Many people rely on contact lenses to improve their vision. But these sight-correcting devices don't last forever and they are eventually disposed of in various ways. Now, scientists are reporting that throwing these lenses down the drain at the end of their use could be contributing to microplastic pollution in waterways. The researchers will present their results today at the 256th National Meeting & Exposition of the American Chemical Society.
Scientists have shown that coastal waters and river estuaries can exhibit unique vulnerabilities to acidification than offshore waters. This acidification, detected in waters off the United States West Coast and the Gulf of Mexico, can lead to disorientation and cognitive problems in some marine fish species, such as salmon, sharks, and cod. This work is presented at the Goldschmidt Conference in Boston
Aerosols are tiny particles that are spewed into the atmosphere by human activities, including burning coal and wood. They have negative effects on air quality -- damaging human health and agricultural productivity. New work from Carnegie's Geeta Persad and Ken Caldeira demonstrates that the impact these fine particles have on the climate varies greatly depending on where they were released.
Hikmet Budak, Winifred Asbjornson Plant Sciences Chair, is one of 200 international scientists who co-published an article this week detailing the description of the genome of bread wheat. The implications of the publication include greater food security.
A University of Montana researcher has discovered that mountain pine beetles may avoid certain trees within a population they normally would kill due to genetics in the trees.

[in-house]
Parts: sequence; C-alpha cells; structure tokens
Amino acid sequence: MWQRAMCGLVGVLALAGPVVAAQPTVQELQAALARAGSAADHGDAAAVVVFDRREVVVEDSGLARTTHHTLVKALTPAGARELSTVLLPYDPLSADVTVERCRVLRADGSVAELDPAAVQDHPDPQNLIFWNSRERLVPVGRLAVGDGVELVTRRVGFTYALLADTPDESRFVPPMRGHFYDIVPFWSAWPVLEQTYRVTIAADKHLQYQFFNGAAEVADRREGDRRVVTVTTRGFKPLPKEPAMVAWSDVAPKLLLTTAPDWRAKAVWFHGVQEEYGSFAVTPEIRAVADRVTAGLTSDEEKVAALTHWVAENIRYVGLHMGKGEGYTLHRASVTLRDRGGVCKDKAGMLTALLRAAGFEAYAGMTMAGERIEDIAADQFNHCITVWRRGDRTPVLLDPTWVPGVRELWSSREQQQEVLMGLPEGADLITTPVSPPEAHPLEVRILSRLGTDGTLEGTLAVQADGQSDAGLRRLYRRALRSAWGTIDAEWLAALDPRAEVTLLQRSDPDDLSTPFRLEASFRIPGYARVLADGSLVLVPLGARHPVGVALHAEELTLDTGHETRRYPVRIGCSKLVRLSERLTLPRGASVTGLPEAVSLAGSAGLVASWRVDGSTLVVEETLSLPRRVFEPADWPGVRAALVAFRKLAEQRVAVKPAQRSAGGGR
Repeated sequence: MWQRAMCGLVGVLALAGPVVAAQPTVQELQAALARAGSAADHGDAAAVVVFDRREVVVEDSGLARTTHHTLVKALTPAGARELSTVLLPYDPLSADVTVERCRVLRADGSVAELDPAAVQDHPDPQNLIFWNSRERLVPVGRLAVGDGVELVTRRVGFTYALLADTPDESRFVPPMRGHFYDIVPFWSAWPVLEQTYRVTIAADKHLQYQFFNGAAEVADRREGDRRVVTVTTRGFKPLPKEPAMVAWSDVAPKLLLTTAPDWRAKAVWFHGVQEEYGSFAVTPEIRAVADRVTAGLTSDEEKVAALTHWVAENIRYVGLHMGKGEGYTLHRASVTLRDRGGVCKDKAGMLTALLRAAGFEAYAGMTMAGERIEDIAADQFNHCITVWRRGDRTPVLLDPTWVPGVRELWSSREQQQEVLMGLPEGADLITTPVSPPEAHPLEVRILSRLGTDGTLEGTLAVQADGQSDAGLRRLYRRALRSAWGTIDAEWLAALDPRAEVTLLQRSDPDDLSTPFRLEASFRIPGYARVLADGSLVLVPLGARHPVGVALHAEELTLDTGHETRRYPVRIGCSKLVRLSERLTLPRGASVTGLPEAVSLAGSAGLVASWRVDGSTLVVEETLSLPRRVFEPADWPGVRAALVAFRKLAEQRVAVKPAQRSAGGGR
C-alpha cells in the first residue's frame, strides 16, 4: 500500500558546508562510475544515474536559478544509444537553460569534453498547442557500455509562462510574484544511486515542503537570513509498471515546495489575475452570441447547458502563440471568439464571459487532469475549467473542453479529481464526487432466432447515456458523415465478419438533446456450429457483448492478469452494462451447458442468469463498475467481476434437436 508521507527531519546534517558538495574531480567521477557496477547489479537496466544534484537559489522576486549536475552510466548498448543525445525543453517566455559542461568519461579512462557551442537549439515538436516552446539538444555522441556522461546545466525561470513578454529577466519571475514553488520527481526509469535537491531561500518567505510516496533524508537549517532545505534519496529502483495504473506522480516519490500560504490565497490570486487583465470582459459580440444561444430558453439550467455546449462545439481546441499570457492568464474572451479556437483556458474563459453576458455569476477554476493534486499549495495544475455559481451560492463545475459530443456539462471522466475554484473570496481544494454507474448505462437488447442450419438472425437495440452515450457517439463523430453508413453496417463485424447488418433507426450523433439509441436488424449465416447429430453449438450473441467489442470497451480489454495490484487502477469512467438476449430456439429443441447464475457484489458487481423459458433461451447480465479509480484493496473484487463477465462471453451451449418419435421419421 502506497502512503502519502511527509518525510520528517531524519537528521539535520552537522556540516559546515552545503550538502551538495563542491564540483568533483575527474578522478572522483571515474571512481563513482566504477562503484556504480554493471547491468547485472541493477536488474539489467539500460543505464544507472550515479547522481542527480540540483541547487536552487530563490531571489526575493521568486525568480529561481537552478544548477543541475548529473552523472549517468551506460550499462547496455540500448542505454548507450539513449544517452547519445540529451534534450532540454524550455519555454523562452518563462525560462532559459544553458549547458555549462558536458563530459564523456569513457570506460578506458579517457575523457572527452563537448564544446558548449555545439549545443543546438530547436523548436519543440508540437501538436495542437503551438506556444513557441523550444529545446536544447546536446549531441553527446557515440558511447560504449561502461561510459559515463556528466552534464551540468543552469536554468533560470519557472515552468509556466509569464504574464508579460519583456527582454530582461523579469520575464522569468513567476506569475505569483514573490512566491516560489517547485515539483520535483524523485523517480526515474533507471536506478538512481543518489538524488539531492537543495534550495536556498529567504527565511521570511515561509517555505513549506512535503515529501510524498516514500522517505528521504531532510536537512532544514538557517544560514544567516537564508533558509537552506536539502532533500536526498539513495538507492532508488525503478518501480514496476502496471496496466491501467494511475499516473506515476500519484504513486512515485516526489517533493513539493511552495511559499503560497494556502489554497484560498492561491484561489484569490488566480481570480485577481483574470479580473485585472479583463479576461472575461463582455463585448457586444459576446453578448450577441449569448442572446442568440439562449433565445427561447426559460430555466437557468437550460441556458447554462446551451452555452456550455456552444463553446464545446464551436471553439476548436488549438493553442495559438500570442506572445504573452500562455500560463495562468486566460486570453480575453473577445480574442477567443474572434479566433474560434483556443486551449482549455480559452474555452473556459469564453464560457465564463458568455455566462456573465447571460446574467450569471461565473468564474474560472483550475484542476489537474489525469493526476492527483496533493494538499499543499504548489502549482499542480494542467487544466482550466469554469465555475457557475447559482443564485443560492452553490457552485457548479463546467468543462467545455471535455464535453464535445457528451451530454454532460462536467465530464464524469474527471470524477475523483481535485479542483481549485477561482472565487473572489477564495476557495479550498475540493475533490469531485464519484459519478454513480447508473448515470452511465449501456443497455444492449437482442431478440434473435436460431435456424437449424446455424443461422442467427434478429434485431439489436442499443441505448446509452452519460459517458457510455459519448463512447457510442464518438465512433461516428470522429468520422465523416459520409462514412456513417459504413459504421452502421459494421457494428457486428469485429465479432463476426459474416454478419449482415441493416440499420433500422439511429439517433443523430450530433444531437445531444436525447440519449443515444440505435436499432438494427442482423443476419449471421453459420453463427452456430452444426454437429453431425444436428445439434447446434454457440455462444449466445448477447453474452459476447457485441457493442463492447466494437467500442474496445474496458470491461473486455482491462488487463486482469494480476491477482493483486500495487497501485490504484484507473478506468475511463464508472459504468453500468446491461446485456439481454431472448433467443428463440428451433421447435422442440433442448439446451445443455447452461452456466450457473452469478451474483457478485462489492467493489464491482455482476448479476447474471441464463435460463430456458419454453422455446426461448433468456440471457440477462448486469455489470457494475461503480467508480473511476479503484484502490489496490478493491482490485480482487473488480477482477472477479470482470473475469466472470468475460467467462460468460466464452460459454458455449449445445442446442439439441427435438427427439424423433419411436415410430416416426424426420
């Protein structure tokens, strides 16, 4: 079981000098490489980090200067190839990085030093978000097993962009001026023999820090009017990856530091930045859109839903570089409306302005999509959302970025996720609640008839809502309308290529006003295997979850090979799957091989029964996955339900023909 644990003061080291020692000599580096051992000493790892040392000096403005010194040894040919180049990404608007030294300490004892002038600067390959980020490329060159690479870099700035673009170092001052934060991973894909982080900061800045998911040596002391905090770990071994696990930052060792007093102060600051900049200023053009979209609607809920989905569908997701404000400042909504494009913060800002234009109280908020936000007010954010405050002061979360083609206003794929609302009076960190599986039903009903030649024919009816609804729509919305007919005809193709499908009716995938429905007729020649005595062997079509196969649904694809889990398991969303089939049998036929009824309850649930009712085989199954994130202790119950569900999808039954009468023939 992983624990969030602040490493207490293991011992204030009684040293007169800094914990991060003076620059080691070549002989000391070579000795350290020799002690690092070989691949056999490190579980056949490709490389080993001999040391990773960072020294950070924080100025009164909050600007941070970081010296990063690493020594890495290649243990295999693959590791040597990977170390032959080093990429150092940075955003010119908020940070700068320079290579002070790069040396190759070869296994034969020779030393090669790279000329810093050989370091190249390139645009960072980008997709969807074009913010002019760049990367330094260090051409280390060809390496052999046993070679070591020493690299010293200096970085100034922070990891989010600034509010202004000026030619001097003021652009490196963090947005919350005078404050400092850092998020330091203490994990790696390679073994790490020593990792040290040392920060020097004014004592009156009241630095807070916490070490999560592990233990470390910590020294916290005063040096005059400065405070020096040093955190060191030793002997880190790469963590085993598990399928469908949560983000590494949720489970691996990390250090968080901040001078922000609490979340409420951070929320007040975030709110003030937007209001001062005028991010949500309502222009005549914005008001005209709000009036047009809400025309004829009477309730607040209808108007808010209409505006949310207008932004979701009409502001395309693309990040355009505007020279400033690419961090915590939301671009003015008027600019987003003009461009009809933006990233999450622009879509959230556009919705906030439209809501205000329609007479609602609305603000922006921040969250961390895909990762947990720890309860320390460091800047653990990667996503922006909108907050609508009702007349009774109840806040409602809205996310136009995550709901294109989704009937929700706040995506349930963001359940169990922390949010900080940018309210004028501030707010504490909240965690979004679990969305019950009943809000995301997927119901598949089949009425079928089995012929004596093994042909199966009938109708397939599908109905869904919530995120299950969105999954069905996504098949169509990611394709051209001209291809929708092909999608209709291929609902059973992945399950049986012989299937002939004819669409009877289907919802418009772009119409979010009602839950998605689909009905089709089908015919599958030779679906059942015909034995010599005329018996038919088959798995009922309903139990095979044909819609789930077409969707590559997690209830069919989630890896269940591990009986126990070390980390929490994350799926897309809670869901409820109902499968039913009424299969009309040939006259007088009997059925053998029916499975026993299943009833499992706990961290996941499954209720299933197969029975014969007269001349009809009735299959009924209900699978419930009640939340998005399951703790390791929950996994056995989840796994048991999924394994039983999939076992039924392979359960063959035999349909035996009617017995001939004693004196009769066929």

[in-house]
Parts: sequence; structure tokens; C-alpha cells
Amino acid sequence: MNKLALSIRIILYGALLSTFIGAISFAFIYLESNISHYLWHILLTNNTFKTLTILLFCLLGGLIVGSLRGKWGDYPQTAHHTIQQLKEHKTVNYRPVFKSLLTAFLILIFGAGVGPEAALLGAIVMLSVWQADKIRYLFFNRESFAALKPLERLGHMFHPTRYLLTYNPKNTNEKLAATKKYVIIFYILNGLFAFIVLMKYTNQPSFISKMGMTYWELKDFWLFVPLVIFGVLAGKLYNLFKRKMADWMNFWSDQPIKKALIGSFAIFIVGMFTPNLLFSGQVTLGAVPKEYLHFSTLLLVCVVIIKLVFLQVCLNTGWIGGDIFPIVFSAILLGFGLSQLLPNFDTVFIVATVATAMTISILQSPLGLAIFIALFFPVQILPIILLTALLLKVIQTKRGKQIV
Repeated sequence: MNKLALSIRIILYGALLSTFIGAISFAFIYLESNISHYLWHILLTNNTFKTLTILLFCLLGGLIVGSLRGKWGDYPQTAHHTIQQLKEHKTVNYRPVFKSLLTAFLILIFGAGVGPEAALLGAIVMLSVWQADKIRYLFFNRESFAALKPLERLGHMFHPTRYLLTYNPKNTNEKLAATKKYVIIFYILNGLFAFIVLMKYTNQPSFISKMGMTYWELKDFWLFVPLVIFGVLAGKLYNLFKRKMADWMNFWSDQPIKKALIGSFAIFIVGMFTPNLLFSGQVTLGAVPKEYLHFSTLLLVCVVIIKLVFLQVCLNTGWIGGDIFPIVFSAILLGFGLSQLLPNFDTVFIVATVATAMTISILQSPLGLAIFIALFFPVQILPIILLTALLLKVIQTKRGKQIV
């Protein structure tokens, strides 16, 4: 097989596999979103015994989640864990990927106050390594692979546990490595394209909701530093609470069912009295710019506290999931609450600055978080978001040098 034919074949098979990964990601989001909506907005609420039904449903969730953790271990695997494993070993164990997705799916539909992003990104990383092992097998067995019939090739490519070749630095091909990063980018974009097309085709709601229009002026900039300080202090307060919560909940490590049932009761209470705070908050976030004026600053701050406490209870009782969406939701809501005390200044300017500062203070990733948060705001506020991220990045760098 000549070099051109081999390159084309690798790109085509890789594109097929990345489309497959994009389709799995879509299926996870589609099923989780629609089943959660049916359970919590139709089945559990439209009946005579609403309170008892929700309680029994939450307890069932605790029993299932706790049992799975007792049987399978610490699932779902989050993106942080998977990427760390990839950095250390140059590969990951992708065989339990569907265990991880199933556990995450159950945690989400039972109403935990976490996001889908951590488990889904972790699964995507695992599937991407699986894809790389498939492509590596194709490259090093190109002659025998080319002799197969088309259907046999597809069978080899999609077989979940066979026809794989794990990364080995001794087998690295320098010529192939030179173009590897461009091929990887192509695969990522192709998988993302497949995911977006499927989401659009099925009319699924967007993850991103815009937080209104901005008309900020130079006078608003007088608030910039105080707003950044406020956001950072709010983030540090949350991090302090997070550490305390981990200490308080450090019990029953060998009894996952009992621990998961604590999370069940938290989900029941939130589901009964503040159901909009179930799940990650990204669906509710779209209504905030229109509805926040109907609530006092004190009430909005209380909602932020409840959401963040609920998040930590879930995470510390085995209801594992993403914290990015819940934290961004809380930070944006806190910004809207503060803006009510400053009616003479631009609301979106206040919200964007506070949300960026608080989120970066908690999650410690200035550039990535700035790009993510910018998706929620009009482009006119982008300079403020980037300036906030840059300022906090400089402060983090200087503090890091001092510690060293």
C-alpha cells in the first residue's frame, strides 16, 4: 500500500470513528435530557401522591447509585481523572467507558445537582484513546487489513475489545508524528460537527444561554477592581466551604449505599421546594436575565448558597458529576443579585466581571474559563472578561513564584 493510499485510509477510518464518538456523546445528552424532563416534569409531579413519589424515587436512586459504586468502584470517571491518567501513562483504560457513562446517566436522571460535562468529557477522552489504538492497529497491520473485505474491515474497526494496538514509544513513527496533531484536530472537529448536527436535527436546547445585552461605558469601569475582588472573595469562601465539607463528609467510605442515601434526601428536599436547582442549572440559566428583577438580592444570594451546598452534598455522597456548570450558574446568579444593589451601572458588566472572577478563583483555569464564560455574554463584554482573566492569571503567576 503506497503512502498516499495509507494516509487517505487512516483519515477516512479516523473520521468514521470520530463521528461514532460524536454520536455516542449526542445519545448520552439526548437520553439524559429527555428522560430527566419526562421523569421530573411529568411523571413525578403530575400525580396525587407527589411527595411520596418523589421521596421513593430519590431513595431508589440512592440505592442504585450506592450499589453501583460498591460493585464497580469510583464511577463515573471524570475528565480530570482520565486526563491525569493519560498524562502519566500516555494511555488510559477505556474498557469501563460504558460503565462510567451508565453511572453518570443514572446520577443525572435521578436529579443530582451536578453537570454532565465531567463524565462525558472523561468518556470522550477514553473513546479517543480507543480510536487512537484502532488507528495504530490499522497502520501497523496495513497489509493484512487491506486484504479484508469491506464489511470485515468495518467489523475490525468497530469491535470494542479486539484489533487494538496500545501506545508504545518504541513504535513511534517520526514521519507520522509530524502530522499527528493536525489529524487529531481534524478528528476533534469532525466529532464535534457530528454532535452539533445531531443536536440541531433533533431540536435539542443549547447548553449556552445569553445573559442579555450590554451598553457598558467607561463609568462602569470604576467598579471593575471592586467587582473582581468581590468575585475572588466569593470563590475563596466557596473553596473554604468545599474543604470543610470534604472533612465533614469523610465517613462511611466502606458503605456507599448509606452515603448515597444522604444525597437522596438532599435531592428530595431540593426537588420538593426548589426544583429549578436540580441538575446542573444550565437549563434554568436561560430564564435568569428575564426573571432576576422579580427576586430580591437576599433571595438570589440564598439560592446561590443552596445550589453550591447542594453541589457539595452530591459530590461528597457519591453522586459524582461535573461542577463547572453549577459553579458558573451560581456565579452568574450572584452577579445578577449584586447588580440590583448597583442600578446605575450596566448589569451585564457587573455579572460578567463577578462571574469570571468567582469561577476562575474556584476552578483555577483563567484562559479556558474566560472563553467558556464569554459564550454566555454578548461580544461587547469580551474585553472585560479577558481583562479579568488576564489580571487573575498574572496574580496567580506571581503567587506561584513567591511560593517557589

Methane released by thawing permafrost from some Arctic lakes could significantly accelerate climate change, according to a new University of Alaska Fairbanks-led study.
The University of Maryland as part of the International Wheat Genome Sequencing Consortium published findings in Science detailing the full wheat genome, the world's most widely cultivated crop. A companion paper is available in the same issue with UMD and the John Innes Centre, using this sequence to examine gene expression in wheat, specifically relating to heat, drought, and disease. This paves the way for wheat varieties adapted to climate, enhancing yields, nutrition, and sustainability.
China and UK scientists investigated the effect of model resolution on the mei-yu rainfall projection using the Hadley Centre's latest climate model, HadGEM3-GC2. The investigation highlights the need of high resolution models in future climate change projections.
Scientists investigate the different impacts of northern, tropical and southern volcanic eruptions on the tropical Pacific Sea Surface Temperature(SST). The results are useful for the mitigation and adaptation of climate change after volcanic eruptions and the associated socioeconomic impacts, and can also provide insight for understanding future SST changes induced by large volcanic eruptions.
'For me, as a functional genomics and genetics researcher, having a continuous and fully annotated sequence for each of the 21 wheat chromosomes is of paramount importance,' says Kostya Kanyuka who, with bioinformatician Rob King, represented Rothamsted Research in the IWGSC. 'This will greatly speed up our efforts on identification of agriculturally important wheat genes, including those that would help to combat major fungal diseases.'